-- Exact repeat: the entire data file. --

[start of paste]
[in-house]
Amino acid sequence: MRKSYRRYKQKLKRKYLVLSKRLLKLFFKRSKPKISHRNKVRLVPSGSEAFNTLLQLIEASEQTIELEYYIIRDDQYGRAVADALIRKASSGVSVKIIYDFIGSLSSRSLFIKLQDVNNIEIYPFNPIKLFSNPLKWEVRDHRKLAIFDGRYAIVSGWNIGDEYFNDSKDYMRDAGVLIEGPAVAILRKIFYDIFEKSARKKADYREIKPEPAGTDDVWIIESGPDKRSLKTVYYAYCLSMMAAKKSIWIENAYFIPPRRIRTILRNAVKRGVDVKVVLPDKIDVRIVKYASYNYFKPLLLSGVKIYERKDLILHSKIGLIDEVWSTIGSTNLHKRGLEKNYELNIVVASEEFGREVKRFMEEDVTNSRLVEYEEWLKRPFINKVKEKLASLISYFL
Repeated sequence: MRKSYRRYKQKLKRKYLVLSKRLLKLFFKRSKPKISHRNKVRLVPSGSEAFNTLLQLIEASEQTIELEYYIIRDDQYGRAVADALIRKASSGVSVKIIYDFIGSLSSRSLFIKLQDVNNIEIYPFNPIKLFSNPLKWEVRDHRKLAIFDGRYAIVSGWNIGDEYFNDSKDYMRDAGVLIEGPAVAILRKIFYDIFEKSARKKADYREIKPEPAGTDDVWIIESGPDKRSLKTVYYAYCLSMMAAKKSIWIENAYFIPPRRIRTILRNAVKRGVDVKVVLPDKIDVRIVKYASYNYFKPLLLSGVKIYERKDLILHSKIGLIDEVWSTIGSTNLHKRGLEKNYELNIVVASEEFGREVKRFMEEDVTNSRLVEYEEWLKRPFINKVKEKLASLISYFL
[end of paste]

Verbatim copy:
[in-house]
Amino acid sequence: MRKSYRRYKQKLKRKYLVLSKRLLKLFFKRSKPKISHRNKVRLVPSGSEAFNTLLQLIEASEQTIELEYYIIRDDQYGRAVADALIRKASSGVSVKIIYDFIGSLSSRSLFIKLQDVNNIEIYPFNPIKLFSNPLKWEVRDHRKLAIFDGRYAIVSGWNIGDEYFNDSKDYMRDAGVLIEGPAVAILRKIFYDIFEKSARKKADYREIKPEPAGTDDVWIIESGPDKRSLKTVYYAYCLSMMAAKKSIWIENAYFIPPRRIRTILRNAVKRGVDVKVVLPDKIDVRIVKYASYNYFKPLLLSGVKIYERKDLILHSKIGLIDEVWSTIGSTNLHKRGLEKNYELNIVVASEEFGREVKRFMEEDVTNSRLVEYEEWLKRPFINKVKEKLASLISYFL
Repeated sequence: MRKSYRRYKQKLKRKYLVLSKRLLKLFFKRSKPKISHRNKVRLVPSGSEAFNTLLQLIEASEQTIELEYYIIRDDQYGRAVADALIRKASSGVSVKIIYDFIGSLSSRSLFIKLQDVNNIEIYPFNPIKLFSNPLKWEVRDHRKLAIFDGRYAIVSGWNIGDEYFNDSKDYMRDAGVLIEGPAVAILRKIFYDIFEKSARKKADYREIKPEPAGTDDVWIIESGPDKRSLKTVYYAYCLSMMAAKKSIWIENAYFIPPRRIRTILRNAVKRGVDVKVVLPDKIDVRIVKYASYNYFKPLLLSGVKIYERKDLILHSKIGLIDEVWSTIGSTNLHKRGLEKNYELNIVVASEEFGREVKRFMEEDVTNSRLVEYEEWLKRPFINKVKEKLASLISYFL